Unique Destinations – All the three destinations have a unique culture, different architectural design, even also have separate food cuisines. Since Delhi, Agra, and Jaipur were ruled by different rulers from time to time. Hence, you can enjoy three different dynasties in a single trip. And, the best part is due to such diversity, you will not get bored.

Some people prefer to visit only the UNESCO world heritage sites or 7 wonders of the world. Well in Agra, Taj Mahal is among the 7 wonders of the world. Also, Agra Fort and Fatehpur Sikri are amongst the UNESCO world heritage sites.

In Jaipur, Amber Fort is a UNESCO world heritage site. And in Delhi, Red Fort, Qutub Minar, and Humayun’s tomb are also amongst the UNESCO world heritage sites. So, when tourists visit the Golden Triangle they also cover these sites in their visit list too.

Best time to Visit

If you visit a place at the right time on the calendar, then you can make your stay more memorable. So, you might be thinking what is the best time to visit the Golden Triangle.

Generally, tourists choose to visit the Golden Triangle in India in the winter season. Usually, the winter season starts in mid-October and till the first week of March. Delhi, Agra, and Jaipur can be freezing cold due to Himalayan cold wind influence especially during mid-December till the end of February.

But, trust me on this, it is far better than the summer season when the temperature is about 50°C that can scorch you. During the winter season, you can also enjoy many festivals like Diwali, Christmas, Holi and so on.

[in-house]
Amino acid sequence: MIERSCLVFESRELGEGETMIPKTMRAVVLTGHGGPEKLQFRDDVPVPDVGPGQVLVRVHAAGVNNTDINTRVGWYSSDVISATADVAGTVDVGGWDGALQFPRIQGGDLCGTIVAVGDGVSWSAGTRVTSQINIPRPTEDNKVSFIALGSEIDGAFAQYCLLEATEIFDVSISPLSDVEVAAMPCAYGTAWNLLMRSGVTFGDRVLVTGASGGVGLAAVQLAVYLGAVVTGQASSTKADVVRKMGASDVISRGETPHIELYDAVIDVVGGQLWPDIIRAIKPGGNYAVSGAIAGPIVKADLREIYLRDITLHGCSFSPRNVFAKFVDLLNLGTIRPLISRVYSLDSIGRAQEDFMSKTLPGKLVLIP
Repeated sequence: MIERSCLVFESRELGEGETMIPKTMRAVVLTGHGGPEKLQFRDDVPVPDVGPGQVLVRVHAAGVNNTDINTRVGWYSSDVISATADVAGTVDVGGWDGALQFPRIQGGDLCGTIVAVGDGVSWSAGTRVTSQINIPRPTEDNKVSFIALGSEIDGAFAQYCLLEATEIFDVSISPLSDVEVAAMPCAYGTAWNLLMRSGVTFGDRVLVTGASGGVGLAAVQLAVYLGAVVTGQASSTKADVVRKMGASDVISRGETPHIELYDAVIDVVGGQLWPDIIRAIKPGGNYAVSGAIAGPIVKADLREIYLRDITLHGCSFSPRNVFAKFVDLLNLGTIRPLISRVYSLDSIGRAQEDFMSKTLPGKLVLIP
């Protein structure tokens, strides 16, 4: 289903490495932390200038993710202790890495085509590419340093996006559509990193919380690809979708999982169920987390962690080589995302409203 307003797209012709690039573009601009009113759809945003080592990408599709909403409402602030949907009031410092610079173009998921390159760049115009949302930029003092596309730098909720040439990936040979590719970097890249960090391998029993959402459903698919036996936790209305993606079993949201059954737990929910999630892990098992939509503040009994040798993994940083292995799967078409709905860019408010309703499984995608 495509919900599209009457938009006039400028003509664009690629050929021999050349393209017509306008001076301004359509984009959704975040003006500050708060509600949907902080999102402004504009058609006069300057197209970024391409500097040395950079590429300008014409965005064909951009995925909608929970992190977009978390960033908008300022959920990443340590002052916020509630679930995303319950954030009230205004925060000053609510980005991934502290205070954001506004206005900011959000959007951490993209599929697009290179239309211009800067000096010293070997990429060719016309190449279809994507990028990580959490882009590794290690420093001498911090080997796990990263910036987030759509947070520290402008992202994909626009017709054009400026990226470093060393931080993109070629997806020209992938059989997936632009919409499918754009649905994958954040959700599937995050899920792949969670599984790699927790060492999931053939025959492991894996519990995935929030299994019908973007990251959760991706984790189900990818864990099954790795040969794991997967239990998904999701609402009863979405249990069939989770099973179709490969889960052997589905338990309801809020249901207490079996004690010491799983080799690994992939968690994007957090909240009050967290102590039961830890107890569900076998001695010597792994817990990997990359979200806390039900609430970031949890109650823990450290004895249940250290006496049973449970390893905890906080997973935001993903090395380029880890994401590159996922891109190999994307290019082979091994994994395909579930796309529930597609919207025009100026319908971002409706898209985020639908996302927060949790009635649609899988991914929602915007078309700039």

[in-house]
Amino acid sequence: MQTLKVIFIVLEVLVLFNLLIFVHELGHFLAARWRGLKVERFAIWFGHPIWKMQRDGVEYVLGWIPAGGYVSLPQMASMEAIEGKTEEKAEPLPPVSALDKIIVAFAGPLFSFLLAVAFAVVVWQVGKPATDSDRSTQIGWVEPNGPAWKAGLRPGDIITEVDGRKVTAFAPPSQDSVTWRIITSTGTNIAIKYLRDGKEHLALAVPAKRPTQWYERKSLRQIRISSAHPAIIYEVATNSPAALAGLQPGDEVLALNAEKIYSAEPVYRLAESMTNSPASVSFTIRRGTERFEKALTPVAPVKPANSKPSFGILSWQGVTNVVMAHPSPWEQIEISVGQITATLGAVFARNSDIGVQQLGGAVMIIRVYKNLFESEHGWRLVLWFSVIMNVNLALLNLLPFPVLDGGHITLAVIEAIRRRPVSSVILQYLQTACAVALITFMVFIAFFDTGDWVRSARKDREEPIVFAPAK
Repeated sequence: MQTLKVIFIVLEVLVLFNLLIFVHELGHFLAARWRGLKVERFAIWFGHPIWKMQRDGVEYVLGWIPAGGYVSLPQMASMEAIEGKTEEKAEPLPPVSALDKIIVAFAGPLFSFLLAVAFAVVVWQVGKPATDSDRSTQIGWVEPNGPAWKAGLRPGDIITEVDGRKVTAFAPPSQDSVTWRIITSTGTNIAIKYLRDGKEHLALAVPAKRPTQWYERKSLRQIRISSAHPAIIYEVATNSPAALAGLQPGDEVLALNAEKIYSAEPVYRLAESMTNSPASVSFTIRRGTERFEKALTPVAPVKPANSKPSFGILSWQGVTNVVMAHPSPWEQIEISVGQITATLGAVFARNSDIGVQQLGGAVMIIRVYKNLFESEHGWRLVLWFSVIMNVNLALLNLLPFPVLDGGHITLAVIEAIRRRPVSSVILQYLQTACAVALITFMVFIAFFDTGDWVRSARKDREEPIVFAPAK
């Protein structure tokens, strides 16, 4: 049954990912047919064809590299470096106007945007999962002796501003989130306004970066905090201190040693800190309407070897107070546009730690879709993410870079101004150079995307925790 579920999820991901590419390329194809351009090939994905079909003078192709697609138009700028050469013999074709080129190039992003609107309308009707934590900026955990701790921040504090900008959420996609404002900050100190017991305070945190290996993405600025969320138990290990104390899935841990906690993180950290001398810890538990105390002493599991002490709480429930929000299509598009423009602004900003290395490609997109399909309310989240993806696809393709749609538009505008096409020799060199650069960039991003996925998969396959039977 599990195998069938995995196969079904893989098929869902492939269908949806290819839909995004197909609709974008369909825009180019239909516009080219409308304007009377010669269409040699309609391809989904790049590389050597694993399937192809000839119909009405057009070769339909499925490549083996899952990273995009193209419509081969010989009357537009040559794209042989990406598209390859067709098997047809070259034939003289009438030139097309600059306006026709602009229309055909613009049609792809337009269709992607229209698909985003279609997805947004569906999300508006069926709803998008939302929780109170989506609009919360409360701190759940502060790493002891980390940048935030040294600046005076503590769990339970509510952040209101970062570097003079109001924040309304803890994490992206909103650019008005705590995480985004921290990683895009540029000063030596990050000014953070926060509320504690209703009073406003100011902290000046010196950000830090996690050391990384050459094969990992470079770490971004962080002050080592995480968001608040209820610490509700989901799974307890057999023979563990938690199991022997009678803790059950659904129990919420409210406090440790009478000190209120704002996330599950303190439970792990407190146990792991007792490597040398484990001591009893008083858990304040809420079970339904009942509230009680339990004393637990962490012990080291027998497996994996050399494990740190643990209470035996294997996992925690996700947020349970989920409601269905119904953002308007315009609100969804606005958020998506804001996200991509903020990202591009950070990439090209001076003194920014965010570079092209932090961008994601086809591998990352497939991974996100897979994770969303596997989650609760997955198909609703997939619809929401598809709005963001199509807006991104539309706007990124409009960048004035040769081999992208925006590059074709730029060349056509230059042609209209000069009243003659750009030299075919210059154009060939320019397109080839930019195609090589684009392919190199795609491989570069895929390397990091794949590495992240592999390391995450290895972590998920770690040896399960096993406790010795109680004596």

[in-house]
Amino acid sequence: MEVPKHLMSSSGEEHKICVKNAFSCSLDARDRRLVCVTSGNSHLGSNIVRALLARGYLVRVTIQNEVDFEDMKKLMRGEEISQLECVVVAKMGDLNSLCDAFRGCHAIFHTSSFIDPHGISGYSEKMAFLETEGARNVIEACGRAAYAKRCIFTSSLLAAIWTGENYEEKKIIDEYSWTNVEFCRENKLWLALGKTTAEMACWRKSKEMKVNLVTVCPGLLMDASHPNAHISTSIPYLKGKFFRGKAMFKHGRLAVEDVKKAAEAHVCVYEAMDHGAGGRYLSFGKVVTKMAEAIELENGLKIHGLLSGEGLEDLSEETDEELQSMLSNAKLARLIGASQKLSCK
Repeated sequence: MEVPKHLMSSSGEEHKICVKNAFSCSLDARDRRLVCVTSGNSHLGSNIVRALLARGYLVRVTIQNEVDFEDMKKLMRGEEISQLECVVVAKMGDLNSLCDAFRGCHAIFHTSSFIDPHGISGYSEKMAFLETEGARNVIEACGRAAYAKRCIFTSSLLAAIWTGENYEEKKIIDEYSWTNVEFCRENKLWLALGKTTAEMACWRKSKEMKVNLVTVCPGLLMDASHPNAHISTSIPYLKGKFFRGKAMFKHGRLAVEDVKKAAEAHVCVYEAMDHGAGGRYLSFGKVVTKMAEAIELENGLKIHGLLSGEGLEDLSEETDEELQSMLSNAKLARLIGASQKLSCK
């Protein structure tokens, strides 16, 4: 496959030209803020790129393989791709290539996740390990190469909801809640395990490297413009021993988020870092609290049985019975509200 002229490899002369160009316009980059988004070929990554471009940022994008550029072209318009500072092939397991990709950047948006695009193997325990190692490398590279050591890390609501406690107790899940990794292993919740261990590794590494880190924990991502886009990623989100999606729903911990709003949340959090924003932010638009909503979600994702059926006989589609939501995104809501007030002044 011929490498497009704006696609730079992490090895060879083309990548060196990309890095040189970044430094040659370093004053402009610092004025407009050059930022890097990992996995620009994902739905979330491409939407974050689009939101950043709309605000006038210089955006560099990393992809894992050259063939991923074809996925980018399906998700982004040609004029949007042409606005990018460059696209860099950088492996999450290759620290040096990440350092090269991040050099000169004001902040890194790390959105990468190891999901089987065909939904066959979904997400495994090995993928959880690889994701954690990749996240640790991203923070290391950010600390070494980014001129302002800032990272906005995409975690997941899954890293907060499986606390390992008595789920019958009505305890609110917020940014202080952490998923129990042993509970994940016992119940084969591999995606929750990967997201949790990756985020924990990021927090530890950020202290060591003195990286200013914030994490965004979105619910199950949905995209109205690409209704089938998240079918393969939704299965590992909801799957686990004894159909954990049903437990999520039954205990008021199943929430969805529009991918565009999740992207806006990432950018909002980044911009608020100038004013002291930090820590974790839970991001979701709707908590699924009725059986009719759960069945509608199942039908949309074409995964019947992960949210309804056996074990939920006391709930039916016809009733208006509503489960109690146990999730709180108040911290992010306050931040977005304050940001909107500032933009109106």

Read some of our post regarding the palaces of the Golden Triangle:


4 Places to Visit in Gaya

This post is regarding my travelling experience of visiting famous places in the holy city, Gaya. Come and join me on this journey.

Gaya is a sacred city in the Indian state of Bihar. It is one of the major tourist attractions in the state, due to its historic importance. It mainly attracts followers of Hinduism and Buddhism.

Also Read : A Solo Travel to Pink City | Jaipur

Gaya district has a town, Bodh Gaya. It is the place where Gautama Buddha, who founded Buddhism, had attained enlightenment. That is the reason, thousands of people visit this holy place from all around the world every year in India.

Me and my family visited this religious and beautiful place during the winter season last year. Here, I am sharing my experience of visiting this city and try to introduce you to some remarkable places that I have visited.

Mahabodhi Temple